1. @Irene – I agree that the safety issue is a big gray area, and I also think that this is a difference between kids too, and we have to be cognizant of it. Somewhat akin to kid nutrition advice from people whose kids are naturally willing to eat things like kale or even multi-ingredient foods. Many feel they’ve found the right approach, when the reality is that their kids are certain ways.

      My 3-year-old has to be watched like a hawk. And while we are certainly having him learn some things on his own, he’s a kid who seeks out dangerous situations. He is going to hear yelling a lot more than a kid who doesn’t see a wall and immediately wonder how he can climb it and leap off.

  6. Still new at this parenting game- my oldest is about to be 3- but I loved a tip I read somewhere that you should really use the word no for things that are morally reprehensible or physically dangerous. The rest you can have a little more leeway for. I don’t think I’m good at only doing that but this podcast made me wonder if I should stick by that more!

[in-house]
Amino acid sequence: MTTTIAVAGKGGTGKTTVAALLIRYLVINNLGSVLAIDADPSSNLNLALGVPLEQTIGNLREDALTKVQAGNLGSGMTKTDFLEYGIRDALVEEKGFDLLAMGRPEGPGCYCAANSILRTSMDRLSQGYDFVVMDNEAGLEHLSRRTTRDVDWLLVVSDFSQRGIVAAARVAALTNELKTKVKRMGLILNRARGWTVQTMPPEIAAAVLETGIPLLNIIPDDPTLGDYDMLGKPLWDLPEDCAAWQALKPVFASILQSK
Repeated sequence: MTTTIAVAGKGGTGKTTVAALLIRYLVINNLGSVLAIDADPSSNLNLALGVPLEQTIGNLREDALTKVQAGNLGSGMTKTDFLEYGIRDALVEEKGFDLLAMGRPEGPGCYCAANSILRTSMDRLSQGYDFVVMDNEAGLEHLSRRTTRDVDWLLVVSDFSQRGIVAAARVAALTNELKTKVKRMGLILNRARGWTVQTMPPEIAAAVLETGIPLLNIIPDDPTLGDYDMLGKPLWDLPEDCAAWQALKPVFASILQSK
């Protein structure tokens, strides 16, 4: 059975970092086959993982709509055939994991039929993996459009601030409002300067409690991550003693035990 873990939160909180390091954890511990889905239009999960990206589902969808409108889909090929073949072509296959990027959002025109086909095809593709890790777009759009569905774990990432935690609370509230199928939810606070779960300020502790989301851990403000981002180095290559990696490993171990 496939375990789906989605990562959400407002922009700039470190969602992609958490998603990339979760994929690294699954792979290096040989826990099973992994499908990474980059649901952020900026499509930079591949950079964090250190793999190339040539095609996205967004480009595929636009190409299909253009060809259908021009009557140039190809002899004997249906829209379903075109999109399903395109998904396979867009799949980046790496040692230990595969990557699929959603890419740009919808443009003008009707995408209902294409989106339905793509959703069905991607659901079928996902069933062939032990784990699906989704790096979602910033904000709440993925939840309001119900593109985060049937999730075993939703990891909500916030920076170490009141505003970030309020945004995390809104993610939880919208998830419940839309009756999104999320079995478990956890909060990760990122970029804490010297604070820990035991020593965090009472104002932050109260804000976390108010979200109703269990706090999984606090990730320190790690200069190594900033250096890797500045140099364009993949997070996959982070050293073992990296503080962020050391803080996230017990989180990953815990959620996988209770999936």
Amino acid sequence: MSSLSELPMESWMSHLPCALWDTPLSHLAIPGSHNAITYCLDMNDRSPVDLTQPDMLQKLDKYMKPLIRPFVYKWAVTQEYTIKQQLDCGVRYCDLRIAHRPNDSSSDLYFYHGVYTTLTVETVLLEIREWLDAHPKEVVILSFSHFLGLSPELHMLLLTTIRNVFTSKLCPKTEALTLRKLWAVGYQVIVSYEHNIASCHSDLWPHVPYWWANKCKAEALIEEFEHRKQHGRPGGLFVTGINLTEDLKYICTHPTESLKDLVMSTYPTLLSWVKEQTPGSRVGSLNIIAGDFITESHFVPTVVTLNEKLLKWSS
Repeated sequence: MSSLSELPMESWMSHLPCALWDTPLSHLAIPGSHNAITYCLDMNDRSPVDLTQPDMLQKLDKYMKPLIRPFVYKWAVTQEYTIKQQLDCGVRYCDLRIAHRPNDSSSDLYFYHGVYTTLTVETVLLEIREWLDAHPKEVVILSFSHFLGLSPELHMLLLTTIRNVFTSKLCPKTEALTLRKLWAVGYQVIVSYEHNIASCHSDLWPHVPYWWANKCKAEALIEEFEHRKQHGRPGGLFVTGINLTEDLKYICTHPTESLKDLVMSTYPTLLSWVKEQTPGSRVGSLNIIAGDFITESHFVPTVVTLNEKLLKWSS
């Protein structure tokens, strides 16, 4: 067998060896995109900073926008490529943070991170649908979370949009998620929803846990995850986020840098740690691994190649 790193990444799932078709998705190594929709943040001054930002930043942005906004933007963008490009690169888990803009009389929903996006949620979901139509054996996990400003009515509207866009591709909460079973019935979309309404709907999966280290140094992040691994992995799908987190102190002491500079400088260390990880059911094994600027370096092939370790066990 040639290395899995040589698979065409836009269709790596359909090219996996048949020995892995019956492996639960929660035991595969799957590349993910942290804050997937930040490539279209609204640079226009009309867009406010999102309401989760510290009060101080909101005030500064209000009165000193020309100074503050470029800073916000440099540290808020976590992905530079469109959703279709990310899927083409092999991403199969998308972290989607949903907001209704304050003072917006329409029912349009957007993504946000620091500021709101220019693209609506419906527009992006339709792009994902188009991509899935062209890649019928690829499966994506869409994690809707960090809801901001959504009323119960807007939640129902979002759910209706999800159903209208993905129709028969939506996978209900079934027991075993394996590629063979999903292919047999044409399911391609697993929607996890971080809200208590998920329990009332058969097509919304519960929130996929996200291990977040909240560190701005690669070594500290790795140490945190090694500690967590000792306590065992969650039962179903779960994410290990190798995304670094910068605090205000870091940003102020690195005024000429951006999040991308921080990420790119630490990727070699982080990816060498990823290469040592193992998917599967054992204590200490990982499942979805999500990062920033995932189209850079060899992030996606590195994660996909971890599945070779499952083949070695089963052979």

1. @Riley – I think the idea is that kids hear “no” all the time, and it loses its power. And sometimes when we’re saying no, it could be phrased in a “yes” format. Like “can I have ice cream?” “No, not until after dinner” — when it could be “yes, right after dinner!”

  7. I really enjoyed this episode and plan to check out the book.

    This is the second time one of my questions has been used in the Q&A and I always get a little thrill when that happens. 🙂

  8. For Sarah – and I”m not even sure this is the right episode – on workouts, I like Mommastrong too, but for yoga I like yogatx on youtube. It’s free and pretty high quality – good instructions so you get the most benefit out of your practice. They have everything from full hour practices to 10 minute ones, so you can pick according to how much time you have, and they post new ones frequently.